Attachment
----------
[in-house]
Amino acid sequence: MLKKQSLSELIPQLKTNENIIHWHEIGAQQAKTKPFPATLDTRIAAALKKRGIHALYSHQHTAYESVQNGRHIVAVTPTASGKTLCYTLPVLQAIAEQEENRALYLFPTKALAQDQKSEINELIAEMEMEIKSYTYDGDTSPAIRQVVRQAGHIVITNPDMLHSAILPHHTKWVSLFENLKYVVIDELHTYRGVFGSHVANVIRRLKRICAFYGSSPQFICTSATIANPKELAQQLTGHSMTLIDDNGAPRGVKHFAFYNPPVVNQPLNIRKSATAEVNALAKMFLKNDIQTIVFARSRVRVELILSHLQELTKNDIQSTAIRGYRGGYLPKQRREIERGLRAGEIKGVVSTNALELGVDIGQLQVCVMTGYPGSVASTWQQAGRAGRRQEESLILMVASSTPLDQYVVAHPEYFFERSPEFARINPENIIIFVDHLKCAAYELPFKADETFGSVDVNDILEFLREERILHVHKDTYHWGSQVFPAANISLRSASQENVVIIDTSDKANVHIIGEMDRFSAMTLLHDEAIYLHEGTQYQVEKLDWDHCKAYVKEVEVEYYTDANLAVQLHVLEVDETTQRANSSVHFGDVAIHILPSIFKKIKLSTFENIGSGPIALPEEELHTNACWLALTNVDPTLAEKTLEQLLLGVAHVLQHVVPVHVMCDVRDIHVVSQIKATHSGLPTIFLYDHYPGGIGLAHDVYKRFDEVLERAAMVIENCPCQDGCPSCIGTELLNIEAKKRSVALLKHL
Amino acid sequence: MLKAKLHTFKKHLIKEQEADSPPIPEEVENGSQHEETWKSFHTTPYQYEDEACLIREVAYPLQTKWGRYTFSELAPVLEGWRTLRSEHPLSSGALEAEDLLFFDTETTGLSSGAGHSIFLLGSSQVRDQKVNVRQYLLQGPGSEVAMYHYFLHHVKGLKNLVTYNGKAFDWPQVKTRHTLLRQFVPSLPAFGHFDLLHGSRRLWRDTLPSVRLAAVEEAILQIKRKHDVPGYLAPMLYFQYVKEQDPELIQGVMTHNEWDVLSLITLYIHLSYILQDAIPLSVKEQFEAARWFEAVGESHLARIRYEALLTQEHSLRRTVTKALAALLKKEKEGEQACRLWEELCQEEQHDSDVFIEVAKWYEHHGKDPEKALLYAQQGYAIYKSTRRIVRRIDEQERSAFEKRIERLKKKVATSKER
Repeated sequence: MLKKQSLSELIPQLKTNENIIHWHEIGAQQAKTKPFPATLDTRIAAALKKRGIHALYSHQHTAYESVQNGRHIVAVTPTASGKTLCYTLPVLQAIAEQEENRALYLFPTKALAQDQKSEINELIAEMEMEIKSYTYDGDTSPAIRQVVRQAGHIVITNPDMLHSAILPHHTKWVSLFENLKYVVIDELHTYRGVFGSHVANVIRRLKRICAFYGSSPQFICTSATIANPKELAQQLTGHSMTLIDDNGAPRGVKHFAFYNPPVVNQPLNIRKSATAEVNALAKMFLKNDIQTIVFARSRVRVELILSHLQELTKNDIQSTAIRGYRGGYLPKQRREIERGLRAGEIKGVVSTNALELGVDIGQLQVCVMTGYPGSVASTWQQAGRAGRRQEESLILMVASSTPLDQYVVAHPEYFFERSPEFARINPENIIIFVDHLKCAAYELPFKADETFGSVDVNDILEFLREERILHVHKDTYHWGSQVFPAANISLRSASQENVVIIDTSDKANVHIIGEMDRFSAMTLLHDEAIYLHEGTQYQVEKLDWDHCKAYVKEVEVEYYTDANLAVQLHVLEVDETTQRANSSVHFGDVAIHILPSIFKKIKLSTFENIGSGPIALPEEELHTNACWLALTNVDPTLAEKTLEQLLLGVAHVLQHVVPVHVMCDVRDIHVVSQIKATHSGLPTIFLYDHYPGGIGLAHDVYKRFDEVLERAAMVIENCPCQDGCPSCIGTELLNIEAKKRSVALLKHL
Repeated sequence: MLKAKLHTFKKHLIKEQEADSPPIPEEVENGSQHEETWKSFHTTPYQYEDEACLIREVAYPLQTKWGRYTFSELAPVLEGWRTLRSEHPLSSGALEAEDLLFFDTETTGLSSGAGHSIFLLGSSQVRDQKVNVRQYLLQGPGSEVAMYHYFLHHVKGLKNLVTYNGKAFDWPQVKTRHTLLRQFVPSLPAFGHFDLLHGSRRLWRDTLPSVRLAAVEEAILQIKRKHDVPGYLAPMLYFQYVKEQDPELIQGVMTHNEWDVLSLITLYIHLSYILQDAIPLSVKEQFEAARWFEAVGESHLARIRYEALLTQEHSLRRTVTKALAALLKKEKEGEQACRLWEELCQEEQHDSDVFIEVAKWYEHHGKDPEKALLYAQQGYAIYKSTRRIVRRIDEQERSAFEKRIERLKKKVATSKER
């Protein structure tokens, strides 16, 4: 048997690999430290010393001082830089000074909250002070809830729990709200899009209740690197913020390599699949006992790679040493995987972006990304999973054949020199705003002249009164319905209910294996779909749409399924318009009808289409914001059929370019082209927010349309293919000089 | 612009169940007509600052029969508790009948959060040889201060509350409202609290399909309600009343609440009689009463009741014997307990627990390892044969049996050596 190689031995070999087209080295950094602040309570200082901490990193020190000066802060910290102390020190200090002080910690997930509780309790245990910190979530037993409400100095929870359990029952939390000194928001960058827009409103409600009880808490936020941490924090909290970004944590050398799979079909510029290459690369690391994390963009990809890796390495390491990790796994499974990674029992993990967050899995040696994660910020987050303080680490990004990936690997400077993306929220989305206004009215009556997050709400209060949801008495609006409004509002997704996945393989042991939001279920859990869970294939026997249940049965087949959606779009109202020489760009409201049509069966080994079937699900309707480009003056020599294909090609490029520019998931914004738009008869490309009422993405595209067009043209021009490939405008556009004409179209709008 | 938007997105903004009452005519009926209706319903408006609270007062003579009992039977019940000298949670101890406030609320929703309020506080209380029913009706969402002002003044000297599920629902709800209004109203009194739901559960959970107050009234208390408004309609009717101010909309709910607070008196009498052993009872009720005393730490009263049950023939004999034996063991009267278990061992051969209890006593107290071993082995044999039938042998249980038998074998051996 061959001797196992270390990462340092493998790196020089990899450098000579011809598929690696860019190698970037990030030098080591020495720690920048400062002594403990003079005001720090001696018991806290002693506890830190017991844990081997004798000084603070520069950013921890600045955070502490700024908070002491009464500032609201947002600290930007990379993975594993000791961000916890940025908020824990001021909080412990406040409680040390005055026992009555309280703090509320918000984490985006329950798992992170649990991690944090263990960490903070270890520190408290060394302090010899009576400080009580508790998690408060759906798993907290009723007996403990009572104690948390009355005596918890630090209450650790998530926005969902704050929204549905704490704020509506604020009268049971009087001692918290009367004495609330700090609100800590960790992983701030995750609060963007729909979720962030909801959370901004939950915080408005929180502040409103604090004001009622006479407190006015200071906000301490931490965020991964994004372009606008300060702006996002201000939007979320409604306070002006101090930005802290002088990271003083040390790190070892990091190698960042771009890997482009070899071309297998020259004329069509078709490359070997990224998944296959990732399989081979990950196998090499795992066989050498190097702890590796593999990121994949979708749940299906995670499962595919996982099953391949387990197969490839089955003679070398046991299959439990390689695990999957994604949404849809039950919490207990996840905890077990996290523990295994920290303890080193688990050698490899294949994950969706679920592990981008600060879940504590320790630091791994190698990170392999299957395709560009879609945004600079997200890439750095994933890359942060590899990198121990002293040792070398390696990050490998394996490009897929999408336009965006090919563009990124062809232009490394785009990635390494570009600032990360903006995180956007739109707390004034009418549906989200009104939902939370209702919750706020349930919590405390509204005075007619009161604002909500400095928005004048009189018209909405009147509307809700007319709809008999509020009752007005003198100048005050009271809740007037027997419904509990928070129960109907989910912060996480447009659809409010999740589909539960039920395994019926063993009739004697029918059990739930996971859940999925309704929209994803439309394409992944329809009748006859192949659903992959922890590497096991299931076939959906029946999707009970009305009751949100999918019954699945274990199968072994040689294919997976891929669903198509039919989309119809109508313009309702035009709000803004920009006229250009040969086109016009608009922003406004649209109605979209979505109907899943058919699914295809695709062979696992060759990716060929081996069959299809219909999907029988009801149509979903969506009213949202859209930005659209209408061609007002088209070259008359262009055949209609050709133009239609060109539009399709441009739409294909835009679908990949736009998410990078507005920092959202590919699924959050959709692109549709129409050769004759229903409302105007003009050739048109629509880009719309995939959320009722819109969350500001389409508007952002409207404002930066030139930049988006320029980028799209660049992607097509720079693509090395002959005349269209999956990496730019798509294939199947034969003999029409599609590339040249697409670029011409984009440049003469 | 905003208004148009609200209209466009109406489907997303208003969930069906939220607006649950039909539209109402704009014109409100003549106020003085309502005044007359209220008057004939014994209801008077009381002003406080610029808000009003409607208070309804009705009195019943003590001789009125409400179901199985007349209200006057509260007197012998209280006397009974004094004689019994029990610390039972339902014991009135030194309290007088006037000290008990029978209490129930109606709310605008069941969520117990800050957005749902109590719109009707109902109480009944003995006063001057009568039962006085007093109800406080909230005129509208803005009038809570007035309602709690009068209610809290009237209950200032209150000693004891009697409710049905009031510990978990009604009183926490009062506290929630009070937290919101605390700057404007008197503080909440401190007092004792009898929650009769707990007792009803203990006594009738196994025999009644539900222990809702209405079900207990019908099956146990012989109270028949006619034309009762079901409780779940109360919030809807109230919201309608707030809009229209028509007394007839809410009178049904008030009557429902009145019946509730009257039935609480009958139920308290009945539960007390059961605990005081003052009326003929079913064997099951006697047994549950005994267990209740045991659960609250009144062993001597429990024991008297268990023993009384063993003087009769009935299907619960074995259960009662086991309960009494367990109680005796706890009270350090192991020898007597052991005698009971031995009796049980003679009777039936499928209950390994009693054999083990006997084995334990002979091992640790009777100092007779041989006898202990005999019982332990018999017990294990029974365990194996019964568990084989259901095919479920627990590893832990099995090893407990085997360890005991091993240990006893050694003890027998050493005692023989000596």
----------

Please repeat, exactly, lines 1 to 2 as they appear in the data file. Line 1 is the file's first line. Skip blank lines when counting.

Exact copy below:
[in-house]
Amino acid sequence: MLKKQSLSELIPQLKTNENIIHWHEIGAQQAKTKPFPATLDTRIAAALKKRGIHALYSHQHTAYESVQNGRHIVAVTPTASGKTLCYTLPVLQAIAEQEENRALYLFPTKALAQDQKSEINELIAEMEMEIKSYTYDGDTSPAIRQVVRQAGHIVITNPDMLHSAILPHHTKWVSLFENLKYVVIDELHTYRGVFGSHVANVIRRLKRICAFYGSSPQFICTSATIANPKELAQQLTGHSMTLIDDNGAPRGVKHFAFYNPPVVNQPLNIRKSATAEVNALAKMFLKNDIQTIVFARSRVRVELILSHLQELTKNDIQSTAIRGYRGGYLPKQRREIERGLRAGEIKGVVSTNALELGVDIGQLQVCVMTGYPGSVASTWQQAGRAGRRQEESLILMVASSTPLDQYVVAHPEYFFERSPEFARINPENIIIFVDHLKCAAYELPFKADETFGSVDVNDILEFLREERILHVHKDTYHWGSQVFPAANISLRSASQENVVIIDTSDKANVHIIGEMDRFSAMTLLHDEAIYLHEGTQYQVEKLDWDHCKAYVKEVEVEYYTDANLAVQLHVLEVDETTQRANSSVHFGDVAIHILPSIFKKIKLSTFENIGSGPIALPEEELHTNACWLALTNVDPTLAEKTLEQLLLGVAHVLQHVVPVHVMCDVRDIHVVSQIKATHSGLPTIFLYDHYPGGIGLAHDVYKRFDEVLERAAMVIENCPCQDGCPSCIGTELLNIEAKKRSVALLKHL